As if playing Ophelia in Hamlet, Juliet in Romeo and Juliet, Lady MacBeth in MacBeth, Queen Victoria in Mrs. Brown and Queen Elizabeth I in Shakespeare in Love wasn’t enough, Judi Dench has been James Bond’s boss, M, has lent her voice to the animated children’s series, Angelia Ballerina and possesses ten BAFTA’s, seven Laurence Olivier Awards, two Screen Actors Guild Awards, two Golden Globes, an Academy Award and a Tony Award. We don’t have enough room for all the nominations, the mentioning of a a 10+ year commitment to the classic British comedy, As Time Goes By, or Cranford or Return to Cranford for PBS, or her recent memorable performance at the Stephen Sondheim tribute at this years BBC Proms at Royal Albert Hall and so on, and so on.
One can’t help but wonder where she finds time for anything else. After our recent interview for the upcoming PBS special paying tribute to the writers of British comedy, Behind the Britcom: From Script to Screen, it was clear that Ms. Dench has to be not only the most special individual to walk the planet, but the most genuinely warm and grounded person we have had the opportunity to interview.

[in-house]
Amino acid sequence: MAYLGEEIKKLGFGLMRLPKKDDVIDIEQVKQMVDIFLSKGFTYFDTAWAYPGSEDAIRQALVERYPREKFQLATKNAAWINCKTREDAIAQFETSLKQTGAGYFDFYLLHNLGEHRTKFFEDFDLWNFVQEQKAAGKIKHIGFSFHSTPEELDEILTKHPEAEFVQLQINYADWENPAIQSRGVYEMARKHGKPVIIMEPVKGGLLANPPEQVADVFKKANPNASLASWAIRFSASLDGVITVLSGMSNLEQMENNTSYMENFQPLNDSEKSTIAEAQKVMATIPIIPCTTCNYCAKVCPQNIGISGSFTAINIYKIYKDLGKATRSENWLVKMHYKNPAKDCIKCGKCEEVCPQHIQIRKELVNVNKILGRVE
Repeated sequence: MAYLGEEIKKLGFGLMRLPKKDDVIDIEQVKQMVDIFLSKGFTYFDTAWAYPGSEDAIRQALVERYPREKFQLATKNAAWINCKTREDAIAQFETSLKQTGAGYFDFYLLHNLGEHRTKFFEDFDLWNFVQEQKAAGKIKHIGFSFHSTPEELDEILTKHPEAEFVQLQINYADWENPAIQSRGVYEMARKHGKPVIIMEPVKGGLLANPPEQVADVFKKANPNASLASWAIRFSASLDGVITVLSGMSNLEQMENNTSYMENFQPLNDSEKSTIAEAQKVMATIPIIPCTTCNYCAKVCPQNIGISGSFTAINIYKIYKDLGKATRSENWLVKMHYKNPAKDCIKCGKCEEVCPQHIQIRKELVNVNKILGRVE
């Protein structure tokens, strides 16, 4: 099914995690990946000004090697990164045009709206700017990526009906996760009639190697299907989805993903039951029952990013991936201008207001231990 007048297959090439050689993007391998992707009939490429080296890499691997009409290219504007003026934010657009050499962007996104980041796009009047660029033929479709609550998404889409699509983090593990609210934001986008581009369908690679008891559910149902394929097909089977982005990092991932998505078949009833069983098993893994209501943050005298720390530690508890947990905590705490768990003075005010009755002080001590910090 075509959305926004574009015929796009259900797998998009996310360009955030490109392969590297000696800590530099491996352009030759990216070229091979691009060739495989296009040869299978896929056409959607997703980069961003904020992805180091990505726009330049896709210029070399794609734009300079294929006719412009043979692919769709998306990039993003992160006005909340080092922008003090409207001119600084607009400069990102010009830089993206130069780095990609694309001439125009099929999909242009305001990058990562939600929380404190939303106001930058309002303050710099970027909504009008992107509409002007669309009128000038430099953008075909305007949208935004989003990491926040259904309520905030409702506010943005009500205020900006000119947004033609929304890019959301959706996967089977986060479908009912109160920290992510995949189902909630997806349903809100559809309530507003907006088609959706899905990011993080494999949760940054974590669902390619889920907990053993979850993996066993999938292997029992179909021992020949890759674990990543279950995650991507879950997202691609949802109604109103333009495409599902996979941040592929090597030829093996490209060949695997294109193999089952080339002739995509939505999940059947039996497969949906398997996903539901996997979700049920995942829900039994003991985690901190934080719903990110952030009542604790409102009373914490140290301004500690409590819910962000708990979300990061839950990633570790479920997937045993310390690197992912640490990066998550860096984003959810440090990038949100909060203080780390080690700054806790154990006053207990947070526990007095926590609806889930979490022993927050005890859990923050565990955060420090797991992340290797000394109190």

Case in point
- Returned to Shakespeare’s Globe Theatre recently with grandson, Sam, to see daughter, Finty Williams, perform. You may or may not remember that it was Finty’s photograph in the open of As Time Goes By (alongside a photo of Geoffrey Palmer’s son) portraying a young Jean Pargetter and Lionel Hardcastle.
- Offered up what looks to be one of those “I have to have this” recipes for her Rum and Chocolate Fudge as part of a recent World’s Biggest Coffee Morning fundraising event across the UK.
- Showcased her talents as a photographer during a visit to St. Barnabas College, which provides a home for retired Anglican clergymen, where she’s a patron. The photos will be part of an exhibition at the Oxo Gallery in London.
Forgot to mention this is all in the middle of filming of Jane Eyre, to be released in 2011 and her getting ready for her role in My Week with Marilyn with Emma Watson. There isn’t thanks enough for the 90-minutes of very precious time she shared with us recently. I’ll start with a simple Thank You and the hopeful knowledge that she understands just how much it meant to us and how much it will mean to everyone that sees the show on PBS in March 2011.